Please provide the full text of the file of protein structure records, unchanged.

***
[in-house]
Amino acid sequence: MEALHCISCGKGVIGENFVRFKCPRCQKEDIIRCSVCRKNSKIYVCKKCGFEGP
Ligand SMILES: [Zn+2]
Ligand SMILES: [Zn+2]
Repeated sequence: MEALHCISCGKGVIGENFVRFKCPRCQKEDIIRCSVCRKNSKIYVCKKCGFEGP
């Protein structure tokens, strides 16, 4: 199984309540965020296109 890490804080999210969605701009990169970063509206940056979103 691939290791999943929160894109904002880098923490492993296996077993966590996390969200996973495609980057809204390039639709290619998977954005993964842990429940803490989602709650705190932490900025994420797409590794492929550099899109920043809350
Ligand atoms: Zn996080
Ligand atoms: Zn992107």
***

[in-house]
Amino acid sequence: MEALHCISCGKGVIGENFVRFKCPRCQKEDIIRCSVCRKNSKIYVCKKCGFEGP
Ligand SMILES: [Zn+2]
Ligand SMILES: [Zn+2]
Repeated sequence: MEALHCISCGKGVIGENFVRFKCPRCQKEDIIRCSVCRKNSKIYVCKKCGFEGP
């Protein structure tokens, strides 16, 4: 199984309540965020296109 890490804080999210969605701009990169970063509206940056979103 691939290791999943929160894109904002880098923490492993296996077993966590996390969200996973495609980057809204390039639709290619998977954005993964842990429940803490989602709650705190932490900025994420797409590794492929550099899109920043809350
Ligand atoms: Zn996080
Ligand atoms: Zn992107």